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This farm was flooded in West Lafayette Ind due to water from storms sending the Wabash River over its banks
<p> This farm was flooded in West Lafayette, Ind., due to water from storms sending the Wabash River over its banks.</p>

Continued wet weather in Indiana doesn't pose danger to yields at harvest - yet

Corn planting in Indiana is two weeks behind the five-year state average due to persistent heavy rains, but that hasn&#39;t yet posed a risk to yields at harvest.

Source: Purdue University

Indiana farmers have experienced heavy rains this month which has kept them from planting corn, and the weather is calling for even more rain in the next few weeks. However, that doesn't mean that yields at harvest time will suffer at this point.

Precipitation is forecasted to be above normal through the first week of May, following a pattern of heavy rain that has swelled rivers and streams and flooded many fields.

"The rain over the next couple of weeks shouldn't be as heavy as it has been, but the frequency of rewetting of topsoils is the problem," said associate state climatologist Ken Scheeringa, based at Purdue University.

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Farmers had planted only 1% of the corn crop in Indiana as of the week ending April 21, compared to the five-year average of 16% by the same time, according to the USDA's National Agricultural Statistics Service report. Last year at this time, farmers had 43% of the corn crop in the ground at this time, when conditions were unusually dry.

Most fieldwork was halted last week due to the cold temperatures that dropped to 21 degrees and nearly 7 inches of rain. And while temperatures are now finally warming, a trend that typically would help to dry out fields so farmers could work in them, more rain will negate that effect.

State climatologist Dev Niyogi predicted earlier this year that planting could be postponed because of a wet trend and that Indiana could experience some drying in the growing season, leading to a return to mild to moderate drought conditions across the state. He said that possibility has not changed.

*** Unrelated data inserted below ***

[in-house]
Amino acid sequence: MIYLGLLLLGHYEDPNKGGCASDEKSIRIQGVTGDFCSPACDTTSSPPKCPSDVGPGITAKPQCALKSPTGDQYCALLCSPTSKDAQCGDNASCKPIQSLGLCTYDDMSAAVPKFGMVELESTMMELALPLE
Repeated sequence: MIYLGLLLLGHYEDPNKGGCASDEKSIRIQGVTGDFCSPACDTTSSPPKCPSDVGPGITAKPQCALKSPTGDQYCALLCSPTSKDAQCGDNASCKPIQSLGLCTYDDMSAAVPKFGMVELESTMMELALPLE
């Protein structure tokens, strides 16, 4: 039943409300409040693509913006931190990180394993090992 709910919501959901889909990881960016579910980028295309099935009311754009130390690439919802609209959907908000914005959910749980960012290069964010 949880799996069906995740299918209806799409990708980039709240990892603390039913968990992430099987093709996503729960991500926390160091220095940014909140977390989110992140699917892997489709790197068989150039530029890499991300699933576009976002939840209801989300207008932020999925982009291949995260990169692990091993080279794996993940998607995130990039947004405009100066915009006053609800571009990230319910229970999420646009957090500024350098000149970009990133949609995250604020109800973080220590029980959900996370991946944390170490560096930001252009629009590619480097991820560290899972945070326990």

"We don’t have a dominant El Niño or La Niña this year, so the patterns we are seeing from wet to dry could become the highlight of the growing season," Niyogi said.

Even though farmers in Indiana are two weeks behind the five-year average for planting corn, data suggests that the planting date accounts for only 23% of the variability in yields from year to year, says Bob Nielsen, Purdue extension corn specialist.

Tillage and use of herbicides and nitrogen fertilizer are among many yield-influencing factors, or YIFs.

"The good news is that planting date is only one of many YIFs for corn," Nielsen wrote in his online "Chat 'n Chew Café."

Read Nielsen's presentation "Undersatnding Factors that Limit Yield in Corn." (PDF)

Nielsen said that last year 94% of the corn crop was planted by May 15, but it yielded 38% below average, largely because of the drought - a disastrous YIF. Conversely, farmers in 2009 planted only 20% of the crop by that date because of wet conditions, yet their harvest was 9% above trend.

He said that ultimately, farmers still have until mid-May to decide if they need to switch to seeds that would take the crop to maturity faster.

"Let's not succumb quite yet to fear-mongering triggered by the prospects of a delayed late start to corn planting in 2013," Nielsen wrote.

Read more about the planting date conundrum for corn.

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